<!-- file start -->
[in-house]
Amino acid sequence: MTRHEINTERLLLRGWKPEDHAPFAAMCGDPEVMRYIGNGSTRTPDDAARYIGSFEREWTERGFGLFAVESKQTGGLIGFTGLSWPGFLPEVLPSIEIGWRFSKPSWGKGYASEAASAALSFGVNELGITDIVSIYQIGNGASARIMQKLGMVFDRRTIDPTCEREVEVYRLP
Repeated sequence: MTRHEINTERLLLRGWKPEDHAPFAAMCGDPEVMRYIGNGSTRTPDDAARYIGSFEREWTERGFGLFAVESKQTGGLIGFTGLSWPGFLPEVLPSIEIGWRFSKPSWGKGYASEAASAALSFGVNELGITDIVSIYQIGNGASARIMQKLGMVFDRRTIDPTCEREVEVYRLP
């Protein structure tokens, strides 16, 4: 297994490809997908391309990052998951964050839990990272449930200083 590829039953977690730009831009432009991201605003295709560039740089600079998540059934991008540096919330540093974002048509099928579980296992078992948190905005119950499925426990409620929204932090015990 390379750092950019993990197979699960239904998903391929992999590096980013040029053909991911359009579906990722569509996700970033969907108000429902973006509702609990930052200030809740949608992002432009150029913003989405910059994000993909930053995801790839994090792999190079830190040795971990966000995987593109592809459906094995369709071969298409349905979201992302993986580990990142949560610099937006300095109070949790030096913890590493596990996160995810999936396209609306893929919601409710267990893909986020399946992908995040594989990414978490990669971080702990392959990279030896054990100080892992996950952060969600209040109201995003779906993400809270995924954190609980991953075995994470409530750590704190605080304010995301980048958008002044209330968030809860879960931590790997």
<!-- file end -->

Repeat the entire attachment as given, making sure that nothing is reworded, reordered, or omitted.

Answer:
[in-house]
Amino acid sequence: MTRHEINTERLLLRGWKPEDHAPFAAMCGDPEVMRYIGNGSTRTPDDAARYIGSFEREWTERGFGLFAVESKQTGGLIGFTGLSWPGFLPEVLPSIEIGWRFSKPSWGKGYASEAASAALSFGVNELGITDIVSIYQIGNGASARIMQKLGMVFDRRTIDPTCEREVEVYRLP
Repeated sequence: MTRHEINTERLLLRGWKPEDHAPFAAMCGDPEVMRYIGNGSTRTPDDAARYIGSFEREWTERGFGLFAVESKQTGGLIGFTGLSWPGFLPEVLPSIEIGWRFSKPSWGKGYASEAASAALSFGVNELGITDIVSIYQIGNGASARIMQKLGMVFDRRTIDPTCEREVEVYRLP
């Protein structure tokens, strides 16, 4: 297994490809997908391309990052998951964050839990990272449930200083 590829039953977690730009831009432009991201605003295709560039740089600079998540059934991008540096919330540093974002048509099928579980296992078992948190905005119950499925426990409620929204932090015990 390379750092950019993990197979699960239904998903391929992999590096980013040029053909991911359009579906990722569509996700970033969907108000429902973006509702609990930052200030809740949608992002432009150029913003989405910059994000993909930053995801790839994090792999190079830190040795971990966000995987593109592809459906094995369709071969298409349905979201992302993986580990990142949560610099937006300095109070949790030096913890590493596990996160995810999936396209609306893929919601409710267990893909986020399946992908995040594989990414978490990669971080702990392959990279030896054990100080892992996950952060969600209040109201995003779906993400809270995924954190609980991953075995994470409530750590704190605080304010995301980048958008002044209330968030809860879960931590790997």